By appointing an academic with no political or economic experience as prime minister, Palestinian Authority President Mahmoud Abbas finally got what he and his ruling Fatah faction wanted: a yes man who poses no challenge to their power.

Abbas has in fact succeeded in killing two birds with one stone.

On the one hand, he finally got rid of Salam Fayyad. On the other, he found himself a prime minister who would not cause him sleepless nights.

In many ways, Fayyad had become the worst nightmare for Abbas and many Fatah leaders.

Abbas and Fatah did not want someone of the stature of Fayyad, a widely respected economist who also seemed to have political ambitions.

Over the past few years, Fayyad had become a real problem for Abbas and the Fatah leadership in the West Bank.

On a number of occasions, Fayyad did not hesitate to openly challenge Abbas and his political and economic policies. For instance, Fayyad was known to have opposed Abbas’s decision to seek upgrading the Palestinians’ status to non-member observer state at the UN General Assembly.

Fayyad argued that the statehood bid would harm Western financial aid to the PA and deepen the economic crisis in the Palestinian territories.

But Rami Hamdallah, the president of An-Najah University in Nablus, seems to be the exact antithesis of his predecessor.

Although he has no political affiliations, Hamdallah is known as a supporter of the PA and its president.

As president of An-Najah, the largest Palestinian university, he maintained close relations with the PA leadership.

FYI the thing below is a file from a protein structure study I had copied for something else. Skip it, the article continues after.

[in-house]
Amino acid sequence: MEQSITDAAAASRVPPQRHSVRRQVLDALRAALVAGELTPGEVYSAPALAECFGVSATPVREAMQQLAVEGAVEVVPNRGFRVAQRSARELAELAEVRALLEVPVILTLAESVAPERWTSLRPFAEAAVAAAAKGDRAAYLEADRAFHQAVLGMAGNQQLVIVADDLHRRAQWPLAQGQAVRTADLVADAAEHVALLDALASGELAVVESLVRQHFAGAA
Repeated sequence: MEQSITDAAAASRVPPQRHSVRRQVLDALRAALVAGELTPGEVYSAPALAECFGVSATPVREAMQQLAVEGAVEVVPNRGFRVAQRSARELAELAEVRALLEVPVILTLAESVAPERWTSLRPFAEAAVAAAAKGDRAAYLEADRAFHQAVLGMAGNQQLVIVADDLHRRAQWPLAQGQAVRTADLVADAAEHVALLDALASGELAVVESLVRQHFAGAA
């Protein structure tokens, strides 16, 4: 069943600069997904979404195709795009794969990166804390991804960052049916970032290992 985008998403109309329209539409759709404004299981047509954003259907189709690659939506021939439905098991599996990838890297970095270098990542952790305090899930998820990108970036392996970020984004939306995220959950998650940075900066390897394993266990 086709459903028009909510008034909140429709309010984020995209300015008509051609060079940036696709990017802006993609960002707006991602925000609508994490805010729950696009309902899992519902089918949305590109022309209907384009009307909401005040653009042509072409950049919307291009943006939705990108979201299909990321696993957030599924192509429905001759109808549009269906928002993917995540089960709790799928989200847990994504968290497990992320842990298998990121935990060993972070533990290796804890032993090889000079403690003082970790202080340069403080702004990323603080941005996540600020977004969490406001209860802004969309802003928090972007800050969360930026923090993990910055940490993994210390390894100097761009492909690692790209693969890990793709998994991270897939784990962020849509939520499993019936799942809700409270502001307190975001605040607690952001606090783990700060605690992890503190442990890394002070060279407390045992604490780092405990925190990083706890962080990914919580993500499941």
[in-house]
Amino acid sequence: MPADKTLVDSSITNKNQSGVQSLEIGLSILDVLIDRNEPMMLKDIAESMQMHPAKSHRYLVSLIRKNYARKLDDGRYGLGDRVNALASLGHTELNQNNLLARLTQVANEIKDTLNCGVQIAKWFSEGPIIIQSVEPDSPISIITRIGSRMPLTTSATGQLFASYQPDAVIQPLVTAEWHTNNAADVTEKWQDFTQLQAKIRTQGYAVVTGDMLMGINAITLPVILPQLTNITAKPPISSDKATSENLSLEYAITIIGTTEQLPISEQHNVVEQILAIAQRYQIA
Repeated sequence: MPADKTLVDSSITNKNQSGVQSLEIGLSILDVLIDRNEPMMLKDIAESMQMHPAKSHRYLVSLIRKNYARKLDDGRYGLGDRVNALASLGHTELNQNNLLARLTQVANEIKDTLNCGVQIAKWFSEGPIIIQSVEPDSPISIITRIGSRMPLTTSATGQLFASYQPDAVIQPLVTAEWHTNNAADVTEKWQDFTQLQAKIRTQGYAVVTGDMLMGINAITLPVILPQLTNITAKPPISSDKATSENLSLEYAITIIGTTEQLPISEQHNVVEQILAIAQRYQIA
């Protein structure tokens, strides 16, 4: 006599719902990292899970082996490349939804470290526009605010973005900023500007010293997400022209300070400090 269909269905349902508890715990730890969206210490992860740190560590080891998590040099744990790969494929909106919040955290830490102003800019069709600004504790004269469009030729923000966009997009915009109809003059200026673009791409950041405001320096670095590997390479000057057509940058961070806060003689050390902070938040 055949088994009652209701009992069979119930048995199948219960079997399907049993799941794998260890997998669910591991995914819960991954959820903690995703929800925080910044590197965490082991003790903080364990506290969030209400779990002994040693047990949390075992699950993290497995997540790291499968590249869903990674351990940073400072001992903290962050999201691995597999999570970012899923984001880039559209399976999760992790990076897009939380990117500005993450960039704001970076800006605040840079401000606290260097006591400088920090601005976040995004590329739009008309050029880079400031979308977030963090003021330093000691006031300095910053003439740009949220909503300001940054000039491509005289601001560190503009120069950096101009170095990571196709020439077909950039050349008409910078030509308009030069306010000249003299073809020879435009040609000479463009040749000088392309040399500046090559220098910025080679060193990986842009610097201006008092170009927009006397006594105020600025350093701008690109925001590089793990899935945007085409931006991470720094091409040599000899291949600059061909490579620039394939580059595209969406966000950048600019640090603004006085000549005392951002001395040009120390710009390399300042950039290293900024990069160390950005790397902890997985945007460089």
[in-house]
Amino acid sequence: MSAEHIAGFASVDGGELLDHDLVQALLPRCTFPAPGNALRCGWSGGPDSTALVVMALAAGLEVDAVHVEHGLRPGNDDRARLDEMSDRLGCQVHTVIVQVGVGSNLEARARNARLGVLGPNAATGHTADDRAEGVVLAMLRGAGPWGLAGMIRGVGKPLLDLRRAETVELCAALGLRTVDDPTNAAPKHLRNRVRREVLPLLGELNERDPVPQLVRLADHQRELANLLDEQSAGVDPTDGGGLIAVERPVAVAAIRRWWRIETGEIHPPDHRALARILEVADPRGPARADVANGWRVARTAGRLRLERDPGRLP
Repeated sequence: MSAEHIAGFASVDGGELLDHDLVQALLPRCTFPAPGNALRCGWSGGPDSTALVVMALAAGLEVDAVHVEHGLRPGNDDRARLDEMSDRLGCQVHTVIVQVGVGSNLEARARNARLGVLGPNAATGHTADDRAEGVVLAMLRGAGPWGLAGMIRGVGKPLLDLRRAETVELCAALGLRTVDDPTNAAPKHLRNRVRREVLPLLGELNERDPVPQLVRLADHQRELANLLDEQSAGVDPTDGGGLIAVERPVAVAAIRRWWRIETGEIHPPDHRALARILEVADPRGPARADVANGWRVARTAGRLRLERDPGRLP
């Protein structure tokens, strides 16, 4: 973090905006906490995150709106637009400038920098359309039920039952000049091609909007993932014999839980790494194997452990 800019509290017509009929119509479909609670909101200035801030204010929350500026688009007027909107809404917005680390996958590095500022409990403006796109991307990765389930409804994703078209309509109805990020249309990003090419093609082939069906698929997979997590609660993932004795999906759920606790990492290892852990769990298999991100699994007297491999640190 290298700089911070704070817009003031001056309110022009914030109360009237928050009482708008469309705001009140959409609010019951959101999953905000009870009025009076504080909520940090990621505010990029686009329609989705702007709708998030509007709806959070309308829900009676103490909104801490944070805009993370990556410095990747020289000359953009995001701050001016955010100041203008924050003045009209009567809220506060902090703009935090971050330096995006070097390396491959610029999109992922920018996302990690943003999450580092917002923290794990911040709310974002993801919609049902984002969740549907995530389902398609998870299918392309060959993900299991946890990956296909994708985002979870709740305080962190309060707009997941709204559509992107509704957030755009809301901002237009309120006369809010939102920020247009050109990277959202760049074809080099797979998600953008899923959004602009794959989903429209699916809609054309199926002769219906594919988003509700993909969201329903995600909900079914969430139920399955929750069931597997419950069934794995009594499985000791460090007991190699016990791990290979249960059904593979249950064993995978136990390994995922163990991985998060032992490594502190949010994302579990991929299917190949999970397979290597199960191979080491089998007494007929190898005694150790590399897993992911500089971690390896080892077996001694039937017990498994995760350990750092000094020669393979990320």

His critics have even accused him of granting university degrees to a number of top PA security officials who never attended studies.

For Abbas and Fatah, Hamdallah is a convenient choice because they expect him to function as a dutiful servant.

Hamdallah is not the type of person who would hold a separate meeting with a US president visiting Ramallah, much to the dismay of Abbas and the Fatah leadership.

The appointment of Hamdallah also paves the way for Abbas and Fatah to regain control over the PA’s finances – something that they found difficult to achieve under Fayyad.

Moreover, it’s hard to see how the appointment of an academic could help solve the PA’s financial crisis and deteriorating Palestinian economy.

But for Abbas and Fatah, what really matters is that they now have a prime minister who reports directly to them and has no political ambitions.

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